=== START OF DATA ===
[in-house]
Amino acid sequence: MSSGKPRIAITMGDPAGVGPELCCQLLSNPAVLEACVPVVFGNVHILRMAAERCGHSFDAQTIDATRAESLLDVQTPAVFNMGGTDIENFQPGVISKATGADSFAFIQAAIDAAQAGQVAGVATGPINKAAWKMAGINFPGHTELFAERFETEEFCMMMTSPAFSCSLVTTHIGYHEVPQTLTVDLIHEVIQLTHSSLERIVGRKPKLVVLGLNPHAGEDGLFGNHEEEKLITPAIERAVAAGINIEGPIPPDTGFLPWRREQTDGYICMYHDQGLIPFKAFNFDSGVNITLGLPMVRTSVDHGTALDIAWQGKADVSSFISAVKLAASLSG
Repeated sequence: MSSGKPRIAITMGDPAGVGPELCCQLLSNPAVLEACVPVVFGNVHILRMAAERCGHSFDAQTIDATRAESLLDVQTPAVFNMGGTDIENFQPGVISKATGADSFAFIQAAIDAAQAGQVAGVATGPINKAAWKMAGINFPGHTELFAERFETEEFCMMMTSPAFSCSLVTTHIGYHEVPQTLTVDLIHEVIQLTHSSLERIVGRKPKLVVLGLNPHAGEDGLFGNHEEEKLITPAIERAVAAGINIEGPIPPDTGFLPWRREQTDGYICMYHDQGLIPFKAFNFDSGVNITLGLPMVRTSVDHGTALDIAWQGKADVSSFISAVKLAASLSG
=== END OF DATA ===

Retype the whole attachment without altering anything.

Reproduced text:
[in-house]
Amino acid sequence: MSSGKPRIAITMGDPAGVGPELCCQLLSNPAVLEACVPVVFGNVHILRMAAERCGHSFDAQTIDATRAESLLDVQTPAVFNMGGTDIENFQPGVISKATGADSFAFIQAAIDAAQAGQVAGVATGPINKAAWKMAGINFPGHTELFAERFETEEFCMMMTSPAFSCSLVTTHIGYHEVPQTLTVDLIHEVIQLTHSSLERIVGRKPKLVVLGLNPHAGEDGLFGNHEEEKLITPAIERAVAAGINIEGPIPPDTGFLPWRREQTDGYICMYHDQGLIPFKAFNFDSGVNITLGLPMVRTSVDHGTALDIAWQGKADVSSFISAVKLAASLSG
Repeated sequence: MSSGKPRIAITMGDPAGVGPELCCQLLSNPAVLEACVPVVFGNVHILRMAAERCGHSFDAQTIDATRAESLLDVQTPAVFNMGGTDIENFQPGVISKATGADSFAFIQAAIDAAQAGQVAGVATGPINKAAWKMAGINFPGHTELFAERFETEEFCMMMTSPAFSCSLVTTHIGYHEVPQTLTVDLIHEVIQLTHSSLERIVGRKPKLVVLGLNPHAGEDGLFGNHEEEKLITPAIERAVAAGINIEGPIPPDTGFLPWRREQTDGYICMYHDQGLIPFKAFNFDSGVNITLGLPMVRTSVDHGTALDIAWQGKADVSSFISAVKLAASLSG